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Tools For Writing Success

Write with lots of tools around you - dictionary, thesaurus, phrasebooks, inspirational quotes etc. I have a huge library of them, and I use online sources too (Brainyquotes is really good, as are Goodreads and Englishtrackers).

I'll also dip into poetry books and sometimes encounter a phrase or two that triggers writing.

One perfect example of this for me was a line from Robert Barret's poem 'Swinburne':

Who else dared keep a garden where, in moral

And misty England, passion flowers might bloom?

The poppy and the lotus and the laurel

Enlace to make your tomb.

The above drove my writing in a direction I hadn't expected. It led to my story, 'Tree Lined Road' about the joys of nature, art and solitude.

Sometimes just selecting a quote at random can be enough to give you a start with what you’re doing. And it doesn’t need to be from a book of quotes. For example, the last quote-inspired pieces of writing I did, was focused around a quote from one of Bill Watterson’s Calvin and Hobbes cartoons:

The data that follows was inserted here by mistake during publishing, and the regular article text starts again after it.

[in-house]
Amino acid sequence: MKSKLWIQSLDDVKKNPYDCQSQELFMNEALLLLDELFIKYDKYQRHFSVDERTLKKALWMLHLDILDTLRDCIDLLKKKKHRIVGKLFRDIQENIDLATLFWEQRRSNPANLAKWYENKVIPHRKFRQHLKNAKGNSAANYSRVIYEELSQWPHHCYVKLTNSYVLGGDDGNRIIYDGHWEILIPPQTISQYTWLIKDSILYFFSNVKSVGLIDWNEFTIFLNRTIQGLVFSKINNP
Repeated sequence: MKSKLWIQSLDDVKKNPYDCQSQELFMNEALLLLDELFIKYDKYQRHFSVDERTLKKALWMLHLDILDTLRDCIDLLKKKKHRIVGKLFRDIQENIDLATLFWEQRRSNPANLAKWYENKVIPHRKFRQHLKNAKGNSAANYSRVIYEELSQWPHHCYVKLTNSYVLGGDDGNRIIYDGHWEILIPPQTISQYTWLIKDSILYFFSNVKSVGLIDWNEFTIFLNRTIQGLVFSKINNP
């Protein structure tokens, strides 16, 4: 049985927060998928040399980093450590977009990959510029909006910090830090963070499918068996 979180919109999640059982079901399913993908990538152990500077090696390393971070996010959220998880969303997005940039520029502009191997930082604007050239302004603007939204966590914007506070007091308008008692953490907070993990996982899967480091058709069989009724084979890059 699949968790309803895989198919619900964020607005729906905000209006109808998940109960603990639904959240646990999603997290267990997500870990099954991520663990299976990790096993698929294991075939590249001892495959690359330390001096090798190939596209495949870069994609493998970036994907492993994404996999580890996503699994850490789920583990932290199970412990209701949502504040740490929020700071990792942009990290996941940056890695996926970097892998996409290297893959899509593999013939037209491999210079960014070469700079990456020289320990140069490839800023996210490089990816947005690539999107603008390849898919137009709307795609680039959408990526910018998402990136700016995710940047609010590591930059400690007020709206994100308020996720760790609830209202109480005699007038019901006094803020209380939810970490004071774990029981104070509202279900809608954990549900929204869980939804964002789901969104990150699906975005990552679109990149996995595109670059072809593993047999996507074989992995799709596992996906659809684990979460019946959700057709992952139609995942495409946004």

“I’m telling you, my personal gravity reversed its polarity. I fall up now!”

And, another from Elizabeth Gilbert’s ‘Eat Pray Love’:

“I have a tendency not only to see the best in everyone, but to assume that everyone is emotionally capable of reaching his highest potential”.

The first quote enabled me to start an as-yet-unfinished nonsense poem about what would happen if down was up and in was out. The second has been the starter for an un-love story. Again, as yet unfinished.

I will also look online for, say quotes about art or jam or PMT, and use them to embellish or inspire.

Most word processing software has its own inbuilt dictionary and thesaurus, so use the former to find new words and spellings, the latter for synonyms and antonyms etc. But there are other tools too. Fact checkers, formatting tools, style checkers, books of inspiration etc.

There are also things you can do to get inspired. It is something we used to do in one of my writing groups. We’d assign each other a number of random words and would have to incorporate them all into their next piece of writing. That’s where an actual paper dictionary is brilliant. Just open it up at random pages and select up to ten random words. You can end up with some very interesting and (again) random pieces of writing. There’s a link to a couple of my reading videos here:

I wonder if a casual reader or listener could work out which words were assigned as the task?

You can find these two stories, and far more in my book, ‘Feet On The Table’ on Amazon. It is absolutely enormous and crammed with short stories.


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